What’s the Right Answer?

By Eileen Gavin

Eileen Gavin MNA Political Organizer
Eileen Gavin
MNA Political Organizer

MNA Political Organizer

In the entryway of my house, I have a bust of President John F. Kennedy, so I start and end my day looking in the eyes of one of my heroes. The other night, another mass shooting, another black man- this one caring for a man with autism- shot by police, tears rolled down my cheeks. I had to turn it all off. I looked to JFK.

Let us not seek the Republican answer or the Democratic answer, but the right answer. Let us not seek to fix the blame for the past. Let us accept our own responsibility for the future.
-President John F. Kennedy

People in this country are angry. People are angry and fed up with gridlock and nothing being accomplished. Too many of our politicians and leaders waste away their time in office by bickering, blaming, and posturing. When people are hurting and in need, they look to lawmakers and those in power to do something. Every complaint is a request. We are angry about senseless gun violence, about working two jobs, about being crippled by college debt, about being unable to afford our medicines, about working 40 years and still being unable to retire.

During times like this filled with pain and injustice, we look for guidance, for hope. The hope I have is that the future is ours and that, together, we will make the right decisions to create a more just and decent world. I truly believe we are stronger together. I choose to believe that just as I choose to believe love will always beat out fear. If I don’t choose hope, I will be consumed by fear.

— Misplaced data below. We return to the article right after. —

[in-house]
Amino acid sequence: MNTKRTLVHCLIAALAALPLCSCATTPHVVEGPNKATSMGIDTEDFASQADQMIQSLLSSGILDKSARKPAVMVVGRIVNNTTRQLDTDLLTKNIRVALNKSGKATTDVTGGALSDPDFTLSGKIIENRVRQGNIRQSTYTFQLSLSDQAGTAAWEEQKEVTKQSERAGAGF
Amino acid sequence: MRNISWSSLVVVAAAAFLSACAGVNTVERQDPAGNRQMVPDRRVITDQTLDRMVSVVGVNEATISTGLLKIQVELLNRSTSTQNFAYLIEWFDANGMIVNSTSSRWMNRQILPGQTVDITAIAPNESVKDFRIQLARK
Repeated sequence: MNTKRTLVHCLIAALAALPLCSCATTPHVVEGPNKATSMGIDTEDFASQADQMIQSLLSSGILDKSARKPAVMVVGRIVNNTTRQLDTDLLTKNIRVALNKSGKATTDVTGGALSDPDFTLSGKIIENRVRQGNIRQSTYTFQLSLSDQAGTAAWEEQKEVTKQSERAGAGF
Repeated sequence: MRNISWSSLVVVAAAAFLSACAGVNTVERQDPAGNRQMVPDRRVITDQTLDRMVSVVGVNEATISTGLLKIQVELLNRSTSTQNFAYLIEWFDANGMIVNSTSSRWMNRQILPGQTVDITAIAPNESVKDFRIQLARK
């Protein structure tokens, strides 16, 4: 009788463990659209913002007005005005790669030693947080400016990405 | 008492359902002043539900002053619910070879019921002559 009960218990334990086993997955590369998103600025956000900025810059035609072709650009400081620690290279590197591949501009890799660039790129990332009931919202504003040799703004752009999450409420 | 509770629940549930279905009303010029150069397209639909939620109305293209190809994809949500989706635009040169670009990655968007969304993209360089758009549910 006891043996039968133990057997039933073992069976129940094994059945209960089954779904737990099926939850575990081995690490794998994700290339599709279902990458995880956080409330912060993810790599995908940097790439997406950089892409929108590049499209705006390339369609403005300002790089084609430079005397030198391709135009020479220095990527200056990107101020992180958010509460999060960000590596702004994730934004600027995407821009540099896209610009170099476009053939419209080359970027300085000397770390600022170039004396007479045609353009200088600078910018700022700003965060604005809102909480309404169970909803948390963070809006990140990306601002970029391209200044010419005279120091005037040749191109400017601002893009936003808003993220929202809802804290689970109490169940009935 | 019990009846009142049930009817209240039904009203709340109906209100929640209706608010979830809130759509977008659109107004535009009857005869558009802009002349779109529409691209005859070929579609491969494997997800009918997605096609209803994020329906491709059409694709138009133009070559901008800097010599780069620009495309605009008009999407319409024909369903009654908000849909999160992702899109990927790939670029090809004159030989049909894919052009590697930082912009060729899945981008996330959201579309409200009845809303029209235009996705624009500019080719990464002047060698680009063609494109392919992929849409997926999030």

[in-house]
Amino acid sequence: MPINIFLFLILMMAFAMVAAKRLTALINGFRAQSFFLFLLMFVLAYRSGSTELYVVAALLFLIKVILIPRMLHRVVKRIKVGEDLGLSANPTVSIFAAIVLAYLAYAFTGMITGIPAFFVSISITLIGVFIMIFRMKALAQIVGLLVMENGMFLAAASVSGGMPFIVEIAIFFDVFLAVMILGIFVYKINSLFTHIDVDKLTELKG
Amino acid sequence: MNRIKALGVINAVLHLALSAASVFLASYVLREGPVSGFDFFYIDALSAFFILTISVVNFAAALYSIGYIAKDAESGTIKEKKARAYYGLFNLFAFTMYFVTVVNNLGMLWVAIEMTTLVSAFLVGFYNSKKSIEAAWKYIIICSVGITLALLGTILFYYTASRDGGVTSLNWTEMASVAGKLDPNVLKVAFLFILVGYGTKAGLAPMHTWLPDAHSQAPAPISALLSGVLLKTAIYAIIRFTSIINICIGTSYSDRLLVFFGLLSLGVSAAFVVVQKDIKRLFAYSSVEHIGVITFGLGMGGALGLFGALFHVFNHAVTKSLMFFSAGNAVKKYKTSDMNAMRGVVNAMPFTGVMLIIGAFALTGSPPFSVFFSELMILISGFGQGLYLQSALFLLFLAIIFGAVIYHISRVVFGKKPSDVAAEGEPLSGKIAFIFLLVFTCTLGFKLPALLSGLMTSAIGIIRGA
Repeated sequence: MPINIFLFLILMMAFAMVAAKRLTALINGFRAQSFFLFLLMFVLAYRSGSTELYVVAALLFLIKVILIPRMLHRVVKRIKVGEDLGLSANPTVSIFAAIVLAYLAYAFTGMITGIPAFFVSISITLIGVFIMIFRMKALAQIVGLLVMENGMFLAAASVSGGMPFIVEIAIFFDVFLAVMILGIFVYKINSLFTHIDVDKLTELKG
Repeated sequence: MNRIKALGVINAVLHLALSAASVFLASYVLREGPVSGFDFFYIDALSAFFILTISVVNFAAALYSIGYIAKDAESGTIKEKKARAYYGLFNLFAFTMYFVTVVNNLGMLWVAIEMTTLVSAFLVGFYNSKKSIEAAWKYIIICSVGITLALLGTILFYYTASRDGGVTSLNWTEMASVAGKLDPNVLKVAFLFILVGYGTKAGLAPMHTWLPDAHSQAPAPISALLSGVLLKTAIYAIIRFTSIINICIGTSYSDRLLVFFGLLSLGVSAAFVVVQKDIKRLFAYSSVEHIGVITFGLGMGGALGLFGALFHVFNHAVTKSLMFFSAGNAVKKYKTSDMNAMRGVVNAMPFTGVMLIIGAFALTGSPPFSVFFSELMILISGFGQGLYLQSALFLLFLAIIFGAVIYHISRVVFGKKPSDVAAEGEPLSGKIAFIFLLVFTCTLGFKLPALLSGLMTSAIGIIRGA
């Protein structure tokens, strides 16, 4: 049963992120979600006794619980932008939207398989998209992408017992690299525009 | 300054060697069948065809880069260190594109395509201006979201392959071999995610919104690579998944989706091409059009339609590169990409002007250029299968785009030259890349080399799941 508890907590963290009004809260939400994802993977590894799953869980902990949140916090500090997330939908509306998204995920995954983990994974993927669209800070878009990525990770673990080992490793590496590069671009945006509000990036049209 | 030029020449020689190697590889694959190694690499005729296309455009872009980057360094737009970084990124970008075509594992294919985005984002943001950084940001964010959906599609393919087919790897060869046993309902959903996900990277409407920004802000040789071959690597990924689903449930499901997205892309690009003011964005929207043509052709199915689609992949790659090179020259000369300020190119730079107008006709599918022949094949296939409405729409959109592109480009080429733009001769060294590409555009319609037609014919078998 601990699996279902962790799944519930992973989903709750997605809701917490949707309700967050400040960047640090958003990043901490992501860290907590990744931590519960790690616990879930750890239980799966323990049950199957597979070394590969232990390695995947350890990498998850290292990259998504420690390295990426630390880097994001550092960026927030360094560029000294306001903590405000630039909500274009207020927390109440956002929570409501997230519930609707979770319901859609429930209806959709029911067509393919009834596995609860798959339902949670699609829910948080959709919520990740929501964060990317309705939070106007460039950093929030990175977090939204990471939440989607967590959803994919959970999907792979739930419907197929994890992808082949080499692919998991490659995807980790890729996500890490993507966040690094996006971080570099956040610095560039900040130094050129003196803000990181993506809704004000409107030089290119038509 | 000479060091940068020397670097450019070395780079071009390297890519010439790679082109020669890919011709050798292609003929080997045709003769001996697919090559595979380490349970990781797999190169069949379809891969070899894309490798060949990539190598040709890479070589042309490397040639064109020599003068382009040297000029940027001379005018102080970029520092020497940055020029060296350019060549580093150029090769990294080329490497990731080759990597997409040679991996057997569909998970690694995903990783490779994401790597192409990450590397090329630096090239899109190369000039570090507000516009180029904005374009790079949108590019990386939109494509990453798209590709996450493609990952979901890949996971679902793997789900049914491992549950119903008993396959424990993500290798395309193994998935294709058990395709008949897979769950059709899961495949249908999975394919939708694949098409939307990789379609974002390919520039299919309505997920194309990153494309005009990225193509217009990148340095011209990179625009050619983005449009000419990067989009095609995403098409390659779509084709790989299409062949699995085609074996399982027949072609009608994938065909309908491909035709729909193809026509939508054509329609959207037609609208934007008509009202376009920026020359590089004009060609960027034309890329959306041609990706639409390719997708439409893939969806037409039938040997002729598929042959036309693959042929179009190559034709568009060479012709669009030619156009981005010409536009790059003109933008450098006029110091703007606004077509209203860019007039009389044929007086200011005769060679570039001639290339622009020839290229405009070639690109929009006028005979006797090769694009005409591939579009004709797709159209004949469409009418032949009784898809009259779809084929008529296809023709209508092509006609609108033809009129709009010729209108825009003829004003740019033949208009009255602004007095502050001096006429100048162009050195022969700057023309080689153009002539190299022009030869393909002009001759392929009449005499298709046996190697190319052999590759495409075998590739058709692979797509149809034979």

Next, I am going to choose to vote. While we may be angry, broke, and discouraged, we always the power to vote. We cannot waste it. I will channel my anger, my sadness, and my desire for fairness at the election. I will cast my vote not for the Republican answer or the Democrat answer, but for the right answer. What is the right thing for Minnesota, for our country, our families, and our future? Should we be putting up walls or building bridges? Should we fear and deport our neighbors or embrace our differences and work together? Should we support our families or big pharmaceutical companies? Should we invest in schools or prisons? Should we stand for equality or exclusion?

Maybe you don’t have a statue of your hero in your house, but before you vote, ask yourself, what would your hero do? Would he or she stand up for a party or a personality? Or would he or she speak up for a value or a principle? Right or Left, Republican or Democrat, there are values and principles that unite us. Family. Justice. Community. And these values exclude the talking points that it’s “us versus them.” These are values of unity, not hostility.

Fifty-six years, ago, JFK stood on the stage at the 1960 Democratic National Convention and declared that decade as a New Frontier. He asked us to work together to fight the ongoing problems of “peace and war,” “prejudice and ignorance,” and “poverty and surplus.” He said, “the times require imagination and courage and perseverance. I’m asking each of you to be pioneers towards that New Frontier.” Oh, the years have changed, but the call to action hasn’t. At the election booth, I will ask myself what answer moves us further, makes us safer, makes us whole. I will vote for the right answer. I think JFK would agree.